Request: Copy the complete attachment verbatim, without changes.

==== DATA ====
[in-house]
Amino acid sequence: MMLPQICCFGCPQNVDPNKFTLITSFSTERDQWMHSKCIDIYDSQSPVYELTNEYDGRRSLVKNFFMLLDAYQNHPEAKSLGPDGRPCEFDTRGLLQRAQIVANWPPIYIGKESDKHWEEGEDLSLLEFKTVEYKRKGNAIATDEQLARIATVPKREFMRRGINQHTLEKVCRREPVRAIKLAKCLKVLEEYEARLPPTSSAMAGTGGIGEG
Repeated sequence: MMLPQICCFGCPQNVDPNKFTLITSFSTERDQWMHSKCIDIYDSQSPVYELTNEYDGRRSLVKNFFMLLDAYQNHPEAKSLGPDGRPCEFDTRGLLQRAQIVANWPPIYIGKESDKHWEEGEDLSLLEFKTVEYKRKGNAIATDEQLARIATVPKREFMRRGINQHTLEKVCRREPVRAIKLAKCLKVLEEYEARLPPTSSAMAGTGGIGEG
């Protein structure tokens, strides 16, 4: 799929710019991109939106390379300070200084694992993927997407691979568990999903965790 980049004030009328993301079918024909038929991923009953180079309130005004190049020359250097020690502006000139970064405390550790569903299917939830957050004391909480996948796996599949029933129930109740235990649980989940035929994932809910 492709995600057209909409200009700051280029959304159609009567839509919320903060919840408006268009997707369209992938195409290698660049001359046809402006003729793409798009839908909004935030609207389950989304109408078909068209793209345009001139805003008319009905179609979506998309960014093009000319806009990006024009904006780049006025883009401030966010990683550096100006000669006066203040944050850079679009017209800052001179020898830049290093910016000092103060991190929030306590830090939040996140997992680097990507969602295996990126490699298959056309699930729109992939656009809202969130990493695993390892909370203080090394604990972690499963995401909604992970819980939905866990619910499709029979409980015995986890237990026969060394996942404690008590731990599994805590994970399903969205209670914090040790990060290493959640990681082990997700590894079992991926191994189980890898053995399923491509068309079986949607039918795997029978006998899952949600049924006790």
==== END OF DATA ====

[in-house]
Amino acid sequence: MMLPQICCFGCPQNVDPNKFTLITSFSTERDQWMHSKCIDIYDSQSPVYELTNEYDGRRSLVKNFFMLLDAYQNHPEAKSLGPDGRPCEFDTRGLLQRAQIVANWPPIYIGKESDKHWEEGEDLSLLEFKTVEYKRKGNAIATDEQLARIATVPKREFMRRGINQHTLEKVCRREPVRAIKLAKCLKVLEEYEARLPPTSSAMAGTGGIGEG
Repeated sequence: MMLPQICCFGCPQNVDPNKFTLITSFSTERDQWMHSKCIDIYDSQSPVYELTNEYDGRRSLVKNFFMLLDAYQNHPEAKSLGPDGRPCEFDTRGLLQRAQIVANWPPIYIGKESDKHWEEGEDLSLLEFKTVEYKRKGNAIATDEQLARIATVPKREFMRRGINQHTLEKVCRREPVRAIKLAKCLKVLEEYEARLPPTSSAMAGTGGIGEG
């Protein structure tokens, strides 16, 4: 799929710019991109939106390379300070200084694992993927997407691979568990999903965790 980049004030009328993301079918024909038929991923009953180079309130005004190049020359250097020690502006000139970064405390550790569903299917939830957050004391909480996948796996599949029933129930109740235990649980989940035929994932809910 492709995600057209909409200009700051280029959304159609009567839509919320903060919840408006268009997707369209992938195409290698660049001359046809402006003729793409798009839908909004935030609207389950989304109408078909068209793209345009001139805003008319009905179609979506998309960014093009000319806009990006024009904006780049006025883009401030966010990683550096100006000669006066203040944050850079679009017209800052001179020898830049290093910016000092103060991190929030306590830090939040996140997992680097990507969602295996990126490699298959056309699930729109992939656009809202969130990493695993390892909370203080090394604990972690499963995401909604992970819980939905866990619910499709029979409980015995986890237990026969060394996942404690008590731990599994805590994970399903969205209670914090040790990060290493959640990681082990997700590894079992991926191994189980890898053995399923491509068309079986949607039918795997029978006998899952949600049924006790």